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BrickWood Ovens (company)

BrickWood Ovens is a small US-based (Lynden, WA) producer of foam forms/molds used to make DIY brick ovens using locally sourced materials, including firebricks. The BrickWood Ovens plans are pretty much a disaster, and we recommend against someone using them. The oven opening is far too tall and wide, and the vent is built into the oven chamber, so the oven does a very poor job of holding heat. The shape of the barrel vault arch itself is too high, making it difficult to make high quality pizza, and the orientation of the cooking floor is wrong. The oven cooking floor is too narrow and deep, making it impossible to maintain a fire at the side of the oven while cooking pizza. A fire in the far back of the oven does not efficiently reflect forward in a barrel vault oven chamber, making pizza baking very challenging.

And finally, the BrickWood Ovens building instructions call for the builder to make a border of bricks that is fulled with sand underneath the cooking floor. There are two different problems with this design. First, sand under the cooking floor has thermal thermal mass, which wicks heat away from the floor, making it difficult, or even impossible to the oven to maintain high pizza making temperatures on the cooking floor. Second, the sand, bordered by a course of bricks, tends to absorb and hold any moisture in the air, or any rain that gets into the oven. Something that is very likely, given the large oven opening. Because the oven does not have a vent area in front of the oven opening, which can shield an outdoor pizza oven from allowing water to enter the oven, water incursion into the oven chamber happens frequently.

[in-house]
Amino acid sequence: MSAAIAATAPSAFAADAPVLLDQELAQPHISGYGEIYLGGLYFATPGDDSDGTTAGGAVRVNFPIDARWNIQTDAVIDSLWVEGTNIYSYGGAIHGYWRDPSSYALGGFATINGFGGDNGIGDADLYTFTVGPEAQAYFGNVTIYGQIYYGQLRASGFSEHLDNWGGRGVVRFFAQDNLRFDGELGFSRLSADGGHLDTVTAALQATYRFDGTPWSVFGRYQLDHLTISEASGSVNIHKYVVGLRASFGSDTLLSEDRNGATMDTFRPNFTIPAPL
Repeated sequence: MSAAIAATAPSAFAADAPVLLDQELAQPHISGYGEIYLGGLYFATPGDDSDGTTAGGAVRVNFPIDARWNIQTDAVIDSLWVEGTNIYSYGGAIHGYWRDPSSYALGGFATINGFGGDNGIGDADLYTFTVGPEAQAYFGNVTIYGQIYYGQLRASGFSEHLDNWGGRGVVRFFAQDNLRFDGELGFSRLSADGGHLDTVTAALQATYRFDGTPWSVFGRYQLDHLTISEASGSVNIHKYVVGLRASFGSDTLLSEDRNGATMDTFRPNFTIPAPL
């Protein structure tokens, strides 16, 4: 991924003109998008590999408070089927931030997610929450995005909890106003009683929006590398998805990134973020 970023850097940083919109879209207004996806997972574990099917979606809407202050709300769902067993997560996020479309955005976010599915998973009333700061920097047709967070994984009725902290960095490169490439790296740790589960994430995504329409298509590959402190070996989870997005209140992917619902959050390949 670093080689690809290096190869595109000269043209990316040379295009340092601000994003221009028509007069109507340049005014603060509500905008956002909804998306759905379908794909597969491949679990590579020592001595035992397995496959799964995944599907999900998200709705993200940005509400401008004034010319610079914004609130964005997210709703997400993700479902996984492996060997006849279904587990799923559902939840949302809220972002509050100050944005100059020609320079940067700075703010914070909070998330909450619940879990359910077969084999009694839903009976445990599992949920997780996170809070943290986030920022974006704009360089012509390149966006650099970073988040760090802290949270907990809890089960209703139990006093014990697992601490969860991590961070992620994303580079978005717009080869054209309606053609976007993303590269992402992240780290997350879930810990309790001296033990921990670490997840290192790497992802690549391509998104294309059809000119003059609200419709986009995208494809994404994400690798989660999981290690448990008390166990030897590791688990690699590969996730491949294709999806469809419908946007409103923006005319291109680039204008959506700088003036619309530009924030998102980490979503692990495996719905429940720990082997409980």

Like a wet sponge in a kitchen sink, the sand stays damp, making it impossible for the oven floor to come up to cooking temperature. The only way to solve the problem is to follow the instructions for curing a new refractory oven, where you bake the moisture out of the oven.

In the long run, the only solution to keeping the cooking floor and the sand below it dry, it is very carefully seal the large oven opening after each oven use. Building a proper vent in front of the oven opening can also help manage the problem.

Another criticism of the BrickWood Ovens plans is that it is becoming increasingly difficult to find refractory materials and ceramic insulation in US masonry and building material stores, driving up the cost of building the oven.

The appeal of the BrickWood Ovens plans is that it makes it look very easy to build a brick oven, with no cutting, no vent, and minimal insulation. The problems many builders encounter is that the oven does not perform at the level they expect. A better solution would be for builders to join the Forno Bravo Forum, and work with other builders there who have built better-working brick ovens.

It’s important to note that the issues you will encounter with the BrickWood Ovens plans are not intrinsic to a barrel-vault pizza oven. They are not. The problems listed above, including the large oven opening, the lack of a vent, the tall shape of the barrel vault, the narrow and deep orientation of the cooking floor and the sand underneath the cooking floor bordered by brick are all specific to this one set up plans. You don’t need to go to the time and expense of building a round dome oven, such as the Pompeii Oven. There are better ways of building the less complex, less expensive, easier to build barrel vault pizza oven. We recommend you follow a different set of instructions.